When Elliott’s parents went in search of a casket, they struggled to find one that adequately represented Elliott. With their shiny, polished exteriors and fancy molding, none of the caskets they saw matched Elliott’s unsanded personality. Elliott enjoyed the outdoors, as well as mechanical hobbies, and his family felt he should have a casket that matched his personality.
Mark Ranzinger, Elliott’s father, wanted the casket to stay rough and unsanded to match his son’s interests and hobbies. But Andrew, Elliott’s brother, wanted a smoother, more polished casket to reflect his brother’s kind, giving heart. Ultimately, the casket came to reflect both aspects of Elliott’s character, with a sanded inside and a rough exterior.
Building the casket took three days to complete. Kamron said it would have been impossible to complete alone. He said they were building a treasure chest for someone’s treasure.
On Saturday they held a memorial service before burying Elliott on Sunday. At the memorial the casket’s cover was removed so that family and friends could sign it. Tommy Greene, son of Adventist artist Nathan Greene, drew a street bike on the cover to commemorate Elliott and his love of motorcycle riding.
Elliott was buried on the crest of that hill on May 21. Sun shone down on his grave, filtering through the leaves of the Bradford pear tree; small beams of light lit the dirt and grass on which Elliott’s friends and family stood. Friends dressed in motorcycle gear and everyday clothes placed dirt on his casket as others watched. At first the grave was silent except for the sounds of shovels lifting dirt from the mound beside it. Then those watching and shoveling began to sing. They sang of Christian trial and pilgrimage through this world; they sang of the hope we have in Jesus, our hope of resurrection.
Later we learned another story that had a part in making this one possible. In 1944 14-year-old June Lynd died after being thrown from a horse. In 1999 June’s sister, Virginia Orr, donated to Southern Adventist University the three remaining plots that her parents had purchased when June passed away. June was the first person to be buried in Collegedale Cemetery. Elliot and June now lie side by side. Both died similarly and tragically, and both will rise together in the resurrection.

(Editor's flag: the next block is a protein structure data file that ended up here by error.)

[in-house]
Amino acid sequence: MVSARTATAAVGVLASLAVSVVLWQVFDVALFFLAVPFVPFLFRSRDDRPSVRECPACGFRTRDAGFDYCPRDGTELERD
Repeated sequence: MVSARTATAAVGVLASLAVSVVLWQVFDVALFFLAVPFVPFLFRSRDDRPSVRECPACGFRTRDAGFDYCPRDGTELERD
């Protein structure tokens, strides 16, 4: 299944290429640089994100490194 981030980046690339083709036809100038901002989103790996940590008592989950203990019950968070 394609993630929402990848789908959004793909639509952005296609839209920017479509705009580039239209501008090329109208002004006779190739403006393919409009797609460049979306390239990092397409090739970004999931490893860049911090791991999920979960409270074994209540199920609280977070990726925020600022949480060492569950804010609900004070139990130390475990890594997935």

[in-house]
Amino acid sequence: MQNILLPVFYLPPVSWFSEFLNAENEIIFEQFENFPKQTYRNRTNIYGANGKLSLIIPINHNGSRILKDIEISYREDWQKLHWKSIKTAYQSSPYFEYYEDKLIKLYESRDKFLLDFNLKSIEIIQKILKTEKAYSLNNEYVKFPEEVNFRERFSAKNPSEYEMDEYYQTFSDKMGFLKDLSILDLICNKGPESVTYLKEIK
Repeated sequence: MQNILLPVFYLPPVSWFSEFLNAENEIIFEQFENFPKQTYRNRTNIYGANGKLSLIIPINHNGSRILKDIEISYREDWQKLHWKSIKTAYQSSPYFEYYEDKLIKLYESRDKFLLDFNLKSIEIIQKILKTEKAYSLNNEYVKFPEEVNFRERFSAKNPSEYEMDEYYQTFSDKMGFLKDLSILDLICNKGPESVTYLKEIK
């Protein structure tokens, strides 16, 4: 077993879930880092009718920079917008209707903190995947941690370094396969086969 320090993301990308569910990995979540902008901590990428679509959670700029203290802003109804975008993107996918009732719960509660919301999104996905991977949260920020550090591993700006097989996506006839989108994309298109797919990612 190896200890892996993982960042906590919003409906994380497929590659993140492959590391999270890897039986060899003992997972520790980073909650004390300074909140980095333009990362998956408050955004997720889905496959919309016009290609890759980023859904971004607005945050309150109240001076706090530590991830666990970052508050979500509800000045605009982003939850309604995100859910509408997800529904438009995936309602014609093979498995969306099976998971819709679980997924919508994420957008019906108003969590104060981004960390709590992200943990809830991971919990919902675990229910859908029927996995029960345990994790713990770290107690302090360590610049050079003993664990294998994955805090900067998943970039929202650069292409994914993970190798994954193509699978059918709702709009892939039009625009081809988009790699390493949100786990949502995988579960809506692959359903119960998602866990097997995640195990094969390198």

What some might call coincidence is nothing but the hand of God reaching to a family in need. When I saw the sunlight shining on Elliott’s family on Wednesday morning, I imagined God embracing and comforting them during their darkest hour.
Nothing can fill the hole in the Ranzingers’ hearts left by Elliott’s tragic death. But I know that God manifested Himself, showing them that He loves them, just as He loved Elliott. Prophecy proclaims: “[God] will wipe away every tear from their eyes. There will be no more death or mourning or crying or pain, for the old order of things has passed away” (Rev. 21:4).
As Mark reminded us at the funeral, we each have a work, and that work is to bring the promise of the resurrection to fruition. One day we will live in a world in which there will never be another tear.
Carolyn Hamilton is vice president for advancement at Southern Adventist University.